Challenges of Cross-border Venture Capital Investing

Doing business abroad, whether in venture capital or any other industry, presents unique cultural and legal difficulties. However, as cross-border VC investments are becoming the norm worldwide, international administrative structures have become more streamlined and widely-accepted in the industry. Cultural barriers remain more challenging to overcome.

Even a few years ago, many Silicon Valley VCs would shy away from any company not registered in Delaware; today, a Cayman Islands incorporation has become one of the industry standards that is bringing US venture capitalists out of their home market. Furthermore, VCs based in Asia and Latin America have paved the way for investing across borders by managing investments throughout their geographic regions for the past 5-10 years. The legal structures and investment vehicles needed to conduct these deals are now enshrined as best practices, so VCs looking to start investing abroad need not reinvent the wheel.

Still, regulatory practices in new countries might slow investment. For example, Europe has at least 27 different regulatory areas, so small VCs might struggle to learn how to manage these different regimes if they are investing in multiple countries. Doing taxes in Brazil looks very different from in Chile, or in China or Singapore. It takes a particularly sophisticated and experienced investor - with a good lawyer - to manage these regulations across numerous countries. Given the current geopolitical climate, these regulations may also change suddenly, cutting off the ability to send funds to startups or even killing companies. Governments can be unpredictable, and this unknowable factor creates excess risk in international investments, which can also scare away many venture capitalists.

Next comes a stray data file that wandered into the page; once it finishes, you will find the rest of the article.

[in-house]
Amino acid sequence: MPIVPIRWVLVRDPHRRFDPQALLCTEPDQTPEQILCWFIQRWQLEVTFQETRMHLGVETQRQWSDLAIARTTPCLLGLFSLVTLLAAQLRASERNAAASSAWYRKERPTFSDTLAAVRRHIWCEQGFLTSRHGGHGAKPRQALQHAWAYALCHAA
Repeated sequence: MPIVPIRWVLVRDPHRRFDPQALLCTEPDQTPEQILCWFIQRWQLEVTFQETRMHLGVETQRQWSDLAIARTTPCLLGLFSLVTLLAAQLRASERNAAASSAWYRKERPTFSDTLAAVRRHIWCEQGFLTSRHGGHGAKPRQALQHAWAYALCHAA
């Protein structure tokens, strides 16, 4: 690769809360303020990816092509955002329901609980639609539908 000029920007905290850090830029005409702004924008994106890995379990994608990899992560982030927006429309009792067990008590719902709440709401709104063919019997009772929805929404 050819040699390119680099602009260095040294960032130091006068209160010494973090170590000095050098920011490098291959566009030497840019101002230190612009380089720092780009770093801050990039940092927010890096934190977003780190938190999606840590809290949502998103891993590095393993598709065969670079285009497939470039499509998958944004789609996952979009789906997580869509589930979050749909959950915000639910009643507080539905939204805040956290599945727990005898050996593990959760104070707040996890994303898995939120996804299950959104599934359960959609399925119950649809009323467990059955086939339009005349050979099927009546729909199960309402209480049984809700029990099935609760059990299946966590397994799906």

Another issue that some smaller cross-border VCs might face if they operate under a single global fund is a fight for resources among distributed teams, leading to low collaboration. If one of the markets outperforms the rest, then the teams in smaller markets will have to push hard to get funding for their companies. Often the best way around this issue is to work to connect startups and investors in the fund through partnerships to align incentives, or even pursue greater integration through M&A.

Finally, cultural and language barriers are one of the most intangible challenges for VCs looking to invest abroad. Many cultures are much more averse to risk than the US and have negative relationships with failure, which can be counterproductive for startup development. Negotiation strategy, networking, and even attitudes toward working hours might vary across countries and can cause friction for international investors who are not accustomed to these differences.

Looking Internationally for New Opportunities

Traditionally insular venture capital firms now need to start looking abroad to stand out, diversify their portfolios, and ensure they are receiving the best deal flow. To focus on a single country or market in today's industry might be seen as myopic to a top startup that will rely on a global strategy to scale. While investing internationally might pose additional risks and challenges, it can also be rewarding both economically and educationally, for VCs in any market.

Dr. Peter Hsieh

General Partner, Acorn Pacific Ventures

Dr. Peter Hsieh is a General Partner at Acorn Pacific Ventures, an early stage venture capital firm with a focus on global technology strategies in North America and Asia. Peter is one of the few venture capitalists that has about 10 years of direct living and venture capital experience in Silicon Valley, and another 10 years of the same in Greater China.